- Hip Outcome Score-Activities of Daily Living (HOS-ADL)
- Non-Arthritic Hip Score (NAHS)
- Harris Hip Score
Further, your doctor can visualize the hip joint with imaging technology, such as ultrasound, X-ray in limited cases, or magnetic resonance imaging (MRI). These techniques enhance the detection of fractures or other conditions. Computerized tomography (CT) is another imaging method used. Next, your pain doctor or physician will physically examine your hip. A skilled doctor can detect conditions, such as labral tears, that go undiagnosed by imaging techniques.
What Can I Do To Prevent Hip Pain?There are steps you can take to reduce your chances of pain. This often involves reducing your exposure to the environmental or occupational risk factors that cause pain. For example, people involved in high-volume training may avoid over-exerting the joint with poor techniques or poor gait styles. You can talk to your doctor or a knowledgeable running store about performing a gait analysis.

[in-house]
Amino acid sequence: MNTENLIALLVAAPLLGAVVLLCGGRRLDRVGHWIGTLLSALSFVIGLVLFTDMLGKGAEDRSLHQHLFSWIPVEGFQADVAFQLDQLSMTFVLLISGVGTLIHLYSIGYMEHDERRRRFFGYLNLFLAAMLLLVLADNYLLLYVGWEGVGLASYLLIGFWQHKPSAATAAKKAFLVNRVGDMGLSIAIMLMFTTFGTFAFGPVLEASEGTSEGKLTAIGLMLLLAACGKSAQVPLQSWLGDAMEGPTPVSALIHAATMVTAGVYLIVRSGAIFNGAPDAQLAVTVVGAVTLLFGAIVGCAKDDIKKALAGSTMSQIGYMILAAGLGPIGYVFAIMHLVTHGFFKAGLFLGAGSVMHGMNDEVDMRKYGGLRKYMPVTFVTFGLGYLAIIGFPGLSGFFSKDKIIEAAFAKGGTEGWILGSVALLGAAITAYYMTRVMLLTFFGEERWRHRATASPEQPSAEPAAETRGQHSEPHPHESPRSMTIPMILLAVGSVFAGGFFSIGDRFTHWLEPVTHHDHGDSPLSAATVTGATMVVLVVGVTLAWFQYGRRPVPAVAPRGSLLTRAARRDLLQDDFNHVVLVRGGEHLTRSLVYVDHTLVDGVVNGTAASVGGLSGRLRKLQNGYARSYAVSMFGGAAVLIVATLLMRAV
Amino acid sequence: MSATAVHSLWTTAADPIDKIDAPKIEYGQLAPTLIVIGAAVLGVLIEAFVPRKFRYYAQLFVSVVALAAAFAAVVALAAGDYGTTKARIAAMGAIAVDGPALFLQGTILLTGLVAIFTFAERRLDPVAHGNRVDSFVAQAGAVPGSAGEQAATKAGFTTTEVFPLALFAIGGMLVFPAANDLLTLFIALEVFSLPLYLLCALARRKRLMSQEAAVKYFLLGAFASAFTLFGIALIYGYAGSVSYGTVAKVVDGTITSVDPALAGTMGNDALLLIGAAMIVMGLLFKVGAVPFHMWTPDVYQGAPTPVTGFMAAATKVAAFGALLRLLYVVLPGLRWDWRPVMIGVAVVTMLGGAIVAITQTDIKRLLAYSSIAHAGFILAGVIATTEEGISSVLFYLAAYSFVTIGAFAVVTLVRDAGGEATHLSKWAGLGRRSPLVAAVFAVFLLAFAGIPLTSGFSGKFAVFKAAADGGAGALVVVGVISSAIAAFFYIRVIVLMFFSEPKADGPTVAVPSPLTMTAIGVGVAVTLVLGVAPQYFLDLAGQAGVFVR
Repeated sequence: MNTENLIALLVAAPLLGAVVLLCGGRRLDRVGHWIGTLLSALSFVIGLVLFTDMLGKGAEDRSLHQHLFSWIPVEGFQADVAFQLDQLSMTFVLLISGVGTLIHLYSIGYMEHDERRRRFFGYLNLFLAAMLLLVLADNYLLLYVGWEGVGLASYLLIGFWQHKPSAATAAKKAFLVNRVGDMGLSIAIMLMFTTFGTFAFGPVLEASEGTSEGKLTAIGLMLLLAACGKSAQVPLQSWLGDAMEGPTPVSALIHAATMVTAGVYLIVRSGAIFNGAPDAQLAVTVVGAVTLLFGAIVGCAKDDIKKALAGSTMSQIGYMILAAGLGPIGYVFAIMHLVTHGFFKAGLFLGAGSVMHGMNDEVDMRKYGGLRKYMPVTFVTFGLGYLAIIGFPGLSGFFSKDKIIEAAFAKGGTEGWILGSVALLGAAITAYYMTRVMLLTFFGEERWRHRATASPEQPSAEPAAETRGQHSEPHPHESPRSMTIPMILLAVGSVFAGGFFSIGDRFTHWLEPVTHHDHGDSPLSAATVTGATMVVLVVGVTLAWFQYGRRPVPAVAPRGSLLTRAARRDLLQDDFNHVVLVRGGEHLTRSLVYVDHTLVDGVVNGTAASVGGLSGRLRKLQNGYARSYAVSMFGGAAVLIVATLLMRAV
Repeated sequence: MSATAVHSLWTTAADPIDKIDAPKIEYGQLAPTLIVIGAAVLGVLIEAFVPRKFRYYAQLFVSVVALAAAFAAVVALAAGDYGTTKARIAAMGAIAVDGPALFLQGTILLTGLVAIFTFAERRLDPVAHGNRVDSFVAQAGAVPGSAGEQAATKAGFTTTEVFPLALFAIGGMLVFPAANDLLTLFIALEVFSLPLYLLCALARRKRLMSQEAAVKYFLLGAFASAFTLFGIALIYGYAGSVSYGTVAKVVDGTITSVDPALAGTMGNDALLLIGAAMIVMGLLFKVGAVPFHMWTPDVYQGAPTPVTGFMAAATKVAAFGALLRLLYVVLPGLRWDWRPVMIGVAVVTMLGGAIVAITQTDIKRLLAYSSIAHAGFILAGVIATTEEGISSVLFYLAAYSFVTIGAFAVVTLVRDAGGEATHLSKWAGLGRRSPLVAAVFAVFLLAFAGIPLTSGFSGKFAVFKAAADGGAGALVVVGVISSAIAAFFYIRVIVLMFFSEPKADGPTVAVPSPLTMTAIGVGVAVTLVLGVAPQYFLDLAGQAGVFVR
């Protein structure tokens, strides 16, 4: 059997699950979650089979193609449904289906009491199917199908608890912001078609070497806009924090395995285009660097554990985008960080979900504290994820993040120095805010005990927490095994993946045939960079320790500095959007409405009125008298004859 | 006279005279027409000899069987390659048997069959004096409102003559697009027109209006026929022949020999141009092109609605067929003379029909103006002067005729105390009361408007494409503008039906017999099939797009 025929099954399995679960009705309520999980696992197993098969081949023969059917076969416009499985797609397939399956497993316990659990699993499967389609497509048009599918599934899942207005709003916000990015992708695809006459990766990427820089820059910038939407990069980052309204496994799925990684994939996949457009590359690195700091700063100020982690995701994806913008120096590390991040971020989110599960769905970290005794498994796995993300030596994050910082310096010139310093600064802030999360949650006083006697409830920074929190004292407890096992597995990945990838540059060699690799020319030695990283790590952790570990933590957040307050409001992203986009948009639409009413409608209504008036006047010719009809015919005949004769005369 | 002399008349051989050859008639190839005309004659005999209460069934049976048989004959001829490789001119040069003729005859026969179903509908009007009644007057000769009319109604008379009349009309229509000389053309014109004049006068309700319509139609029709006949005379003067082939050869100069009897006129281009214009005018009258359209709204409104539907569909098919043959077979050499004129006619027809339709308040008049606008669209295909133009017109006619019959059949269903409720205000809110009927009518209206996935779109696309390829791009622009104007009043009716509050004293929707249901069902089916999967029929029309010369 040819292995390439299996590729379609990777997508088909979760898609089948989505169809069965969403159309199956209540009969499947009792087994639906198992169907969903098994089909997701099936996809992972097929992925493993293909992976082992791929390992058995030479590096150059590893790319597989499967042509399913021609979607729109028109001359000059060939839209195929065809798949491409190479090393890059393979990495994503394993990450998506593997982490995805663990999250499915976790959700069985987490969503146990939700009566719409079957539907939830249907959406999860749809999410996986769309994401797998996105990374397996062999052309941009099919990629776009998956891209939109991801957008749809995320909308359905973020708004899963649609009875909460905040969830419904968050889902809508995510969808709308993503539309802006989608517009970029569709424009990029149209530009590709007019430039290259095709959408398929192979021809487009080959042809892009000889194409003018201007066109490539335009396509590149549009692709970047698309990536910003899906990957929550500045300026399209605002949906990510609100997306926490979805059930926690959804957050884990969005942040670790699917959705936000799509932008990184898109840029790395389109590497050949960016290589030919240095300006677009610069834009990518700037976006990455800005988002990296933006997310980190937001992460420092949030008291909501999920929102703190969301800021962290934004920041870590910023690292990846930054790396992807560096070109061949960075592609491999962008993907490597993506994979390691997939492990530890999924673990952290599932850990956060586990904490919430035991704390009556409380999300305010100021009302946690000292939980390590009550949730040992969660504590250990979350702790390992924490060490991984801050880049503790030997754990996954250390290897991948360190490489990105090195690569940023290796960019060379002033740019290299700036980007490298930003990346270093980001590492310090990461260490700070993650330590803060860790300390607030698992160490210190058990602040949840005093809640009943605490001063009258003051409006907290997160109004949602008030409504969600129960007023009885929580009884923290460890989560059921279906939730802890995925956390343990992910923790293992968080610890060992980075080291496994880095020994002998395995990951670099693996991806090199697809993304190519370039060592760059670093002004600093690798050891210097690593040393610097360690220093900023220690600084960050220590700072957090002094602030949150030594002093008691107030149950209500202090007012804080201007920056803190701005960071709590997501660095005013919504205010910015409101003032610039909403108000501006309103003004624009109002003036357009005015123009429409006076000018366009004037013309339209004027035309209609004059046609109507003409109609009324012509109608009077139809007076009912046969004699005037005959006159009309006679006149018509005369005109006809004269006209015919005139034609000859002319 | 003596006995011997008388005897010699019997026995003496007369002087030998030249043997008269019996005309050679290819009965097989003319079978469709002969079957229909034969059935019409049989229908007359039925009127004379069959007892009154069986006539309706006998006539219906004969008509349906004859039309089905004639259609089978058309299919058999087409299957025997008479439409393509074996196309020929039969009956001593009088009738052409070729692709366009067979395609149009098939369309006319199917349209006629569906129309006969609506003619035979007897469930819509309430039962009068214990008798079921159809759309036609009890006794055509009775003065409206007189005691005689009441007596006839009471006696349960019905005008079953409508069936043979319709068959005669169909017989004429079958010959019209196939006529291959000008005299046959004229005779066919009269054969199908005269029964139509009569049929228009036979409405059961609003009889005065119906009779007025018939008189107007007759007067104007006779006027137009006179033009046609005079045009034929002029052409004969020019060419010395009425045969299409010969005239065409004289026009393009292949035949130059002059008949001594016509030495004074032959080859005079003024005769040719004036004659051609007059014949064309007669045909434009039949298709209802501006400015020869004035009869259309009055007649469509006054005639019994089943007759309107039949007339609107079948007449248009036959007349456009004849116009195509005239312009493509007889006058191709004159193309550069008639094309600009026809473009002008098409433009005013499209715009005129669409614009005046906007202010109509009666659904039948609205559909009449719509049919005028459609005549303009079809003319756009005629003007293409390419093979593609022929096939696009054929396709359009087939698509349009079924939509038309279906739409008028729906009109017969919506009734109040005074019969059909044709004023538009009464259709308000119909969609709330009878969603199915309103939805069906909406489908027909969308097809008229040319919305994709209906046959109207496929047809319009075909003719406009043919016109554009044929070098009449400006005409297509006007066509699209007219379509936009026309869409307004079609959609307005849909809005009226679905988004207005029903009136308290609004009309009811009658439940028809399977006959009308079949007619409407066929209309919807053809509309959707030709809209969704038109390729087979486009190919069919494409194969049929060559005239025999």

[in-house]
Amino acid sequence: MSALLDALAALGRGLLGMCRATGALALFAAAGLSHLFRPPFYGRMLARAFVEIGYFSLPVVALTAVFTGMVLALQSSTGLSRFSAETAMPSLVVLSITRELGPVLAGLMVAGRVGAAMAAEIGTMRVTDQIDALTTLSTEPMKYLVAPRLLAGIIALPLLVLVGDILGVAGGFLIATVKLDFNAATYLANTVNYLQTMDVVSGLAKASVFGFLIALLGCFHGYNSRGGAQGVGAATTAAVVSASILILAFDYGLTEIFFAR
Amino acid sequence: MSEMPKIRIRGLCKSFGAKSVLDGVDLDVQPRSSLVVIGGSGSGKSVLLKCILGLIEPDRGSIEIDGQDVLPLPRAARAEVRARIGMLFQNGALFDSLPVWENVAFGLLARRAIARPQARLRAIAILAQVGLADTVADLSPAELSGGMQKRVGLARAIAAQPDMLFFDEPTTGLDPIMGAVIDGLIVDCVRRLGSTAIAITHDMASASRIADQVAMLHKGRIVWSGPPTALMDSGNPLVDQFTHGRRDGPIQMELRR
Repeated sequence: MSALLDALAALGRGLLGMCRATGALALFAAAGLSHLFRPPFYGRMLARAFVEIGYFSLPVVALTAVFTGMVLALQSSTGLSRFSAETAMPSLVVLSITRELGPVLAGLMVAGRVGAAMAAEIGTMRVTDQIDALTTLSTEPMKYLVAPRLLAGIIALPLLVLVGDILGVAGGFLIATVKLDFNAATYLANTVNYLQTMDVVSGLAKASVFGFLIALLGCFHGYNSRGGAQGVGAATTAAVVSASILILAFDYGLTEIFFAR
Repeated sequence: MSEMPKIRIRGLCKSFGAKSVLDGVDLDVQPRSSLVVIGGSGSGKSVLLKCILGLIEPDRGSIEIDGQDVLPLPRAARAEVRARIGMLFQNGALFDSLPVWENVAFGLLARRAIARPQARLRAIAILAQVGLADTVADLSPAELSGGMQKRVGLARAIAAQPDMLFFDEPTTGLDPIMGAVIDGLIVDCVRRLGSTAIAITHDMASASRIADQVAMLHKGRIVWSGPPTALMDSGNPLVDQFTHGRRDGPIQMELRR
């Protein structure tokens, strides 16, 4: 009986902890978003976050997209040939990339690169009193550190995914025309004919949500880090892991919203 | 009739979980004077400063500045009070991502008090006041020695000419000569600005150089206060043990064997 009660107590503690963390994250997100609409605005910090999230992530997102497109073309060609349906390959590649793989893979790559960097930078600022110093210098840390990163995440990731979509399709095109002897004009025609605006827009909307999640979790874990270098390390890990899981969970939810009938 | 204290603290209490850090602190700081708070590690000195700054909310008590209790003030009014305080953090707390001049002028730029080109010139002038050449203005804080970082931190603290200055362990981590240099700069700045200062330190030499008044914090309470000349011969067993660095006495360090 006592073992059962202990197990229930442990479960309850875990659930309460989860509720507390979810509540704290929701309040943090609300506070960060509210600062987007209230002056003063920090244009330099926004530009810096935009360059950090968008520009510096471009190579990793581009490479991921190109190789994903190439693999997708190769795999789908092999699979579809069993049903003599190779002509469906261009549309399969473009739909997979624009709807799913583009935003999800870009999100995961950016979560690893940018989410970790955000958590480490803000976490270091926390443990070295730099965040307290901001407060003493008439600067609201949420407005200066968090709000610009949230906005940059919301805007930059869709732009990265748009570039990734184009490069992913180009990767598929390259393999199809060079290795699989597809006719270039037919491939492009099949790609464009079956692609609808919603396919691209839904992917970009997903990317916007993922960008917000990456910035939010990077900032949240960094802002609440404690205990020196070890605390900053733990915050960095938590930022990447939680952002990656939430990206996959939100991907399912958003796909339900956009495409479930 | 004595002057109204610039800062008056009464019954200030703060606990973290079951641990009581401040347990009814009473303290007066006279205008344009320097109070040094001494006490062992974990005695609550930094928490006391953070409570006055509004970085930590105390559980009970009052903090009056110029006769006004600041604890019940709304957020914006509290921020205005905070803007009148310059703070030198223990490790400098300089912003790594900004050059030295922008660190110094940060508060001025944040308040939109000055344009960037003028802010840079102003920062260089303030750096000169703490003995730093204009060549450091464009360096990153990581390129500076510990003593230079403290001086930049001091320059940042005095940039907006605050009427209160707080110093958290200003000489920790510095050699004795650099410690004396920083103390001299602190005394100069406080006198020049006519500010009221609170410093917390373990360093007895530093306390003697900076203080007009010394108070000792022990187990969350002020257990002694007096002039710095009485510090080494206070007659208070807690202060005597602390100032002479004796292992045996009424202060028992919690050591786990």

Hip damage can also be associated with cartilage, ligament, or muscle strain or tearing. This can be avoided through:
- Adequate warming-up, stretches, and cooling-down
- Reducing the amount of potentially harmful behaviors done during training, such as running down steep inclines
- Adhering to training programs that include measures to avoid injury or wear-and-tear on the joint
Your doctor, physical therapist, or highly-trained personal trainer will have more advice about the best options for you. Even though improperly-performed running and activity can exacerbate pain, it’s important to keep up with exercise for prevention. Exercise plays a crucial role in both prevention and maintenance of pain if you’re already suffering. A moderate regimen of flexibility and resistance training is recommended for those who wish to prevent future pain.
What Can I Do For Hip Pain?If you suffer from pain, there are treatments that work. Whether your pain is caused by something like hip bursitis, an irregularity in your hip bones, or arthritis hip pain, a pain specialist can determine what type of treatment will work best for you.